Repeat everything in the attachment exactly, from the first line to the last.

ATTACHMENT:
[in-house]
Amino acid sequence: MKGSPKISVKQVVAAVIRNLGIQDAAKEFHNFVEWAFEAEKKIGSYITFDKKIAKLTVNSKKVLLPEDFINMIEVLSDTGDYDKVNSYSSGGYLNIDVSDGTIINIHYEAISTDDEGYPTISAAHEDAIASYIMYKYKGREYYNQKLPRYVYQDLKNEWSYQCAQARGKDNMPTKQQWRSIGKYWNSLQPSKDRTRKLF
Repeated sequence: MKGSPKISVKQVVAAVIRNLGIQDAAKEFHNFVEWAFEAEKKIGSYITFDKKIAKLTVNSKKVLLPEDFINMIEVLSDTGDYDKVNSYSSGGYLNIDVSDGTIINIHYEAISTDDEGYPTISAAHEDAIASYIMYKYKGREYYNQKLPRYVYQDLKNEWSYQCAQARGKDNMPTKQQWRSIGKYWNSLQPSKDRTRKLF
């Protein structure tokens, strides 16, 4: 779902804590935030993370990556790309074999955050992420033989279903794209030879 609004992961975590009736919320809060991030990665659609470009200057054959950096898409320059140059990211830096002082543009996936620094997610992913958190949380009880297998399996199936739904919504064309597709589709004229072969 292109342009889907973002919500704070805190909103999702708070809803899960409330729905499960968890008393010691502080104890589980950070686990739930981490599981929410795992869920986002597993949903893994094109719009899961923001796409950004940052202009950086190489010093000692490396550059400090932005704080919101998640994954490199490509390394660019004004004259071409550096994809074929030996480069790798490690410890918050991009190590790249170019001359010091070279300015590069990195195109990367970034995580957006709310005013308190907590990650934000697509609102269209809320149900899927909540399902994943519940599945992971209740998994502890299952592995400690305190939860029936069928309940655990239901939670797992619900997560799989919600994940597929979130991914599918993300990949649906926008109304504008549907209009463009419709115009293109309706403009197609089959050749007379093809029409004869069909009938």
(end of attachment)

[in-house]
Amino acid sequence: MKGSPKISVKQVVAAVIRNLGIQDAAKEFHNFVEWAFEAEKKIGSYITFDKKIAKLTVNSKKVLLPEDFINMIEVLSDTGDYDKVNSYSSGGYLNIDVSDGTIINIHYEAISTDDEGYPTISAAHEDAIASYIMYKYKGREYYNQKLPRYVYQDLKNEWSYQCAQARGKDNMPTKQQWRSIGKYWNSLQPSKDRTRKLF
Repeated sequence: MKGSPKISVKQVVAAVIRNLGIQDAAKEFHNFVEWAFEAEKKIGSYITFDKKIAKLTVNSKKVLLPEDFINMIEVLSDTGDYDKVNSYSSGGYLNIDVSDGTIINIHYEAISTDDEGYPTISAAHEDAIASYIMYKYKGREYYNQKLPRYVYQDLKNEWSYQCAQARGKDNMPTKQQWRSIGKYWNSLQPSKDRTRKLF
């Protein structure tokens, strides 16, 4: 779902804590935030993370990556790309074999955050992420033989279903794209030879 609004992961975590009736919320809060991030990665659609470009200057054959950096898409320059140059990211830096002082543009996936620094997610992913958190949380009880297998399996199936739904919504064309597709589709004229072969 292109342009889907973002919500704070805190909103999702708070809803899960409330729905499960968890008393010691502080104890589980950070686990739930981490599981929410795992869920986002597993949903893994094109719009899961923001796409950004940052202009950086190489010093000692490396550059400090932005704080919101998640994954490199490509390394660019004004004259071409550096994809074929030996480069790798490690410890918050991009190590790249170019001359010091070279300015590069990195195109990367970034995580957006709310005013308190907590990650934000697509609102269209809320149900899927909540399902994943519940599945992971209740998994502890299952592995400690305190939860029936069928309940655990239901939670797992619900997560799989919600994940597929979130991914599918993300990949649906926008109304504008549907209009463009419709115009293109309706403009197609089959050749007379093809029409004869069909009938």